A city enacted a zoning ordinance permitting only single-family dwellings, churches, schools, libraries, and farms in areas classified as "residential." A church purchased seven acres of undeveloped land in a residential zone and constructed a church building, parking lot, and recreational complex consisting of two softball diamonds. The softball diamonds were surrounded by banks of high-intensity electric lights, which made nighttime games possible. Several neighbors complained of the bright lights, noise, dust, traffic, and stray softballs. The city discontinued electrical service to the softball fields, defending its action on the ground that the lighted softball fields were not a permissible activity in a residential zone. The church sued the city, arguing that the softball fields were a legitimate extension of the church itself, and therefore were permissible. The court agreed with the church: "The activities conducted on this field are an integral part of the church program and are sufficiently connected with the church itself that the use of this property for recreational purposes is permissible." The court emphasized that "the term 'church' is broader than the church building itself" and must be interpreted to include "uses customarily incidental or accessory to church uses … if reasonably closely related, both in substance and in space, to the main church purpose."[137] Corporation of the Presiding Bishop v. Ashton, 448 P.2d 185, 189 (Ida. 1968).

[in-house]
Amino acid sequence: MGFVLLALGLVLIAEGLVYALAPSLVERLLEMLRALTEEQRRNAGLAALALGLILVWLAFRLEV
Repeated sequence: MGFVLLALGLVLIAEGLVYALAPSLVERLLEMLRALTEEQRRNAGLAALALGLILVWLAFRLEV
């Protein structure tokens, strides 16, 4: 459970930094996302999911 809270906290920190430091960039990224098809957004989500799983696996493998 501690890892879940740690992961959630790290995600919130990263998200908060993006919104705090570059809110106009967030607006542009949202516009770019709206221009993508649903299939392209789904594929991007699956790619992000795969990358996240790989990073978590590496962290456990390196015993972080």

The Missouri Supreme Court ruled that a church-run child care center is a permissible activity on church property zoned exclusively for church or residential purposes. The court acknowledged that the zoning ordinance did not allow child care facilities in the neighborhood in which the church was located, but it concluded that such an activity was a permissible "accessory" use. The court observed: "The day care program is subordinate to the principal use of the church. It was created by the governing body of the church and funded by the church. The governing body determined the curriculum for the program and hired a director. The record shows that the church operates the day care to attract new members to the church and accomplish its mission of preaching the gospel and serving the community. Similarly, the day care is subordinate in area to the principal building and use of the church. The day care service contributes to the comfort and convenience of the church parishioners by providing child care for them. The day care proper is located on the same lot as the church and it is located in the same zoning district." Accordingly, the child care center was an accessory use of the church under Missouri law and was a permissible use of church property.[138] City of Richmond Heights v. Richmond Heights Presbyterian Church, 764 S.W.2d 647 (Mo. 1989). Accord Shim v. Washington Township Planning Board, 689 A.2d 804 (N.J. Super. 1997) ("What is clear from this modern trend is that a church's ministry is not confined to prayer or dissemination of its religious beliefs. Religious institutions consider day care centers as part of their spiritual mission, not necessarily in advancing their religious teachings, but by providing a valuable community service. Grounded on this broad-based commitment, we are persuaded that a church-operated day care center is … an incidental use of church facilities.")